The HPI also showed that all but three regions (Auckland, Taranaki & Canterbury) reached a new high during September indicating strong value growth across most of the country. Regions with the highest growth year-on-year include Gisborne/Hawke’s Bay (up 14.7% to 2,283), Manawatu-Wanganui (up 12.8% to 2,409), Wellington (up 11.8% to 2,377) and Northland (up 11.7% to 2,575).
Number of days to sell
The median number of days to sell a property nationally increased by 3 days (from 31 to 34) when compared to September 2016.
Regionally, Taranaki saw the biggest increase in the number of days to sell (up 8 days to 31), followed by Waikato and Otago (both up 5 days to 35 and 30 respectively) and Auckland and Canterbury (both up 3 days to 37 and 34 respectively).
Regions with the biggest decreases year-on-year included the West Coast (down 13 days to 105), Gisborne (down 3 to 28) and Hawke’s Bay and Nelson (both down 2 days to 28 and 23 days respectively).
Interestingly though, the median number of days to sell on a month-on-month basis, decreased for all regions bar the West Coast.
The number of properties sold by auction continues to decline across New Zealand with 807 auction sales in September – down 54.5% on the same time last year. Auctions now only represent 14.9% of all sales nationally.
In Auckland, which traditionally sees a large portion of sales sold by auction, only 422 (26.5%) of all properties sold in September were via auction – this is a decrease of 57% in comparison to September 2016.
No regions saw an increase year-on-year in the number of properties auctioned, however, month-on-month Gisborne, Manawatu-Wanganui, Otago, Southland, Taranaki and Waikato all saw an increase in auction numbers.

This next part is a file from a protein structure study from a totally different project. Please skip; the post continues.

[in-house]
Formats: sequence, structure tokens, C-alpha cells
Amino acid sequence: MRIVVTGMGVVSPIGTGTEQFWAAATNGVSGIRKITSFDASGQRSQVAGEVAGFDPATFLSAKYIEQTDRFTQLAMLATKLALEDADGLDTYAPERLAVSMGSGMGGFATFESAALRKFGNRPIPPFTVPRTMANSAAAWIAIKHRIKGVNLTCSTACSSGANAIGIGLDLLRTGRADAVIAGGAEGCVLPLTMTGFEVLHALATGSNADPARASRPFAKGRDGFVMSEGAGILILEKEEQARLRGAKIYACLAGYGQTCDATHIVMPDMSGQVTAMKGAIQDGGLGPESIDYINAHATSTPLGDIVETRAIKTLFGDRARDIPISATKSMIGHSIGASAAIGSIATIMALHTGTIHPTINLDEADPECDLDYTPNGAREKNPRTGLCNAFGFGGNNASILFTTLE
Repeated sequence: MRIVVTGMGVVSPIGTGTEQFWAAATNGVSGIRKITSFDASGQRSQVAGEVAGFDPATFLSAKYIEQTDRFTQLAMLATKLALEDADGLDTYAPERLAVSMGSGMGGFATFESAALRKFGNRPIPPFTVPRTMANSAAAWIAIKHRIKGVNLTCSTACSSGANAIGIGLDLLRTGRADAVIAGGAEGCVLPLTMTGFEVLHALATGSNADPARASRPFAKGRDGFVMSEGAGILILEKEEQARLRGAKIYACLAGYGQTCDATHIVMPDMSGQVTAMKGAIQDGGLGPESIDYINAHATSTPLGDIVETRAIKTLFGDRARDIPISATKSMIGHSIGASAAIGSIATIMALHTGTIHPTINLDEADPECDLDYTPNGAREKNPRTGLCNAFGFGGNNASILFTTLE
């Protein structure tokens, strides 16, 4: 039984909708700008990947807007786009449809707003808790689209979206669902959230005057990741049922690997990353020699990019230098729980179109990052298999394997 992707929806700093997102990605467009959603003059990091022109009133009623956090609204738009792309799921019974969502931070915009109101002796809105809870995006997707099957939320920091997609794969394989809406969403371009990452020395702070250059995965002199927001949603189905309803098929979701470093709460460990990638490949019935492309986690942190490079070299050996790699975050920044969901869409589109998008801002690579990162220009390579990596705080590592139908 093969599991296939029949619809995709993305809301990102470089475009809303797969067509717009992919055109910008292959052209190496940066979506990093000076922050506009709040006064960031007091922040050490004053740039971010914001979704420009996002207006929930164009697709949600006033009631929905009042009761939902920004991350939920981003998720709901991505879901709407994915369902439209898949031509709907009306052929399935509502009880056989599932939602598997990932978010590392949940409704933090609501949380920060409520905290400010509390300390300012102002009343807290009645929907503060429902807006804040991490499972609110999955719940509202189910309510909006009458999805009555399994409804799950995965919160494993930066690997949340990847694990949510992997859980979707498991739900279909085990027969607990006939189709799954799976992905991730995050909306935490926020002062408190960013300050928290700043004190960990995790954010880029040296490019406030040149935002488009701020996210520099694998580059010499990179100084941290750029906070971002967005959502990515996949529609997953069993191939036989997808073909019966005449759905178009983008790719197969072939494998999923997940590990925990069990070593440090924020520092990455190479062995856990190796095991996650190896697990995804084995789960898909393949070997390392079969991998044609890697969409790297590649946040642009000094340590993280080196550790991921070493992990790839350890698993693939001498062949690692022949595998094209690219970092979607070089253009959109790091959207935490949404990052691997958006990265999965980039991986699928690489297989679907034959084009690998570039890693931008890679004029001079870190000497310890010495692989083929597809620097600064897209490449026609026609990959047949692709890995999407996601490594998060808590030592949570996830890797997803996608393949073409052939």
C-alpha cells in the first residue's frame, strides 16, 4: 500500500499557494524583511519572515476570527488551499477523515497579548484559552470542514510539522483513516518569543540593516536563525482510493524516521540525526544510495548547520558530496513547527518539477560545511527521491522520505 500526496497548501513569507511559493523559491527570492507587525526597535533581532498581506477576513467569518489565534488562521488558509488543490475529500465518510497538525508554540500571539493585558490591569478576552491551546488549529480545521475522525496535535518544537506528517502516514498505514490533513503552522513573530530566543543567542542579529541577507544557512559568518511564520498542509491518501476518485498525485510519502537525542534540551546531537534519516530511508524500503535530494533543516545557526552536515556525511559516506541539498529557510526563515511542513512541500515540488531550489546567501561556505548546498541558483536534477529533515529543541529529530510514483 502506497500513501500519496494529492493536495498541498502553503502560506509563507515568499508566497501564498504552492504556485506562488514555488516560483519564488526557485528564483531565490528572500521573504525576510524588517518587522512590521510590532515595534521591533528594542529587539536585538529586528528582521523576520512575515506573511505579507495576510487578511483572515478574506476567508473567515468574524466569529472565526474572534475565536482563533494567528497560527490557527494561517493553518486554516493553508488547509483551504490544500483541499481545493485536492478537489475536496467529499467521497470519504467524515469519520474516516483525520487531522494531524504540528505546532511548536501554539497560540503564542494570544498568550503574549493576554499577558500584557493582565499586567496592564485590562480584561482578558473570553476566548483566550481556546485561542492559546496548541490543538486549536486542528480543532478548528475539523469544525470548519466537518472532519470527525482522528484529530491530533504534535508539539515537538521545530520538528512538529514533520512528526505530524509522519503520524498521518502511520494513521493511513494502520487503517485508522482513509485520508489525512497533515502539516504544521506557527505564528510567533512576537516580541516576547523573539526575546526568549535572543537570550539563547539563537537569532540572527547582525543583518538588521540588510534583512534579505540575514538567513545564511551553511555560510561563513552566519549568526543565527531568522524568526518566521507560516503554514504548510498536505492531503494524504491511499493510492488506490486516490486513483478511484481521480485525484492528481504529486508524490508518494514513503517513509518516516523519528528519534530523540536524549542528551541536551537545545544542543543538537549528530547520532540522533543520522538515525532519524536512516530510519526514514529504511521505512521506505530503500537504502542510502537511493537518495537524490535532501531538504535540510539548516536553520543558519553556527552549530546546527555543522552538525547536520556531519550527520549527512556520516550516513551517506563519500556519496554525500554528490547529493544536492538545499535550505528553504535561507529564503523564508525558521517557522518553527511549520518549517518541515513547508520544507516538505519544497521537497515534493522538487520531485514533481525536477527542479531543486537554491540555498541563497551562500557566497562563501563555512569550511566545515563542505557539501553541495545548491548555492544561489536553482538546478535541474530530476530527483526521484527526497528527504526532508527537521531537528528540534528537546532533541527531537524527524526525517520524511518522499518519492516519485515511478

Between September 2016 and September 2017, the number of homes sold fell in every price bracket. The number of properties sold for more than $1million fell by 29.9% from 1,020 to 715 to equal 13.2% of all dwellings sold.
The number of dwellings sold for less than $500,000 fell by 27.5% from 3,510 to 2,545 to equal 46.9% of all homes sold across the country.
The number of properties available for sale nationally decreased by 2.6% (from 22,311 to 21,727) compared to 12 months ago, whereas the number of properties for sale in the Auckland region increased by 14% year-on-year (from 6,513 to 7,429). Excluding Auckland, the number of properties for sale fell by 9.5% (from 15,798 to 14,298) highlighting the impact Auckland has on the overall picture.
In addition to Auckland, three other regions experienced an increase in listings – Waikato (8.2%), Wellington (2.8%) and Canterbury (3.6%). The regions with the biggest decrease in inventory were Gisborne (29%), Taranaki (24.3%) and Manawatu-Wanganui (22.7%).
Northland, Taranaki and West Coast have the lowest levels of inventory since records began 10 years ago.
“Overall, the New Zealand housing market continues to remain in a strong position. While volumes are down, median house prices across the country have increased again. As the weather warms up we expect the market to pick up again,” concludes Norwell.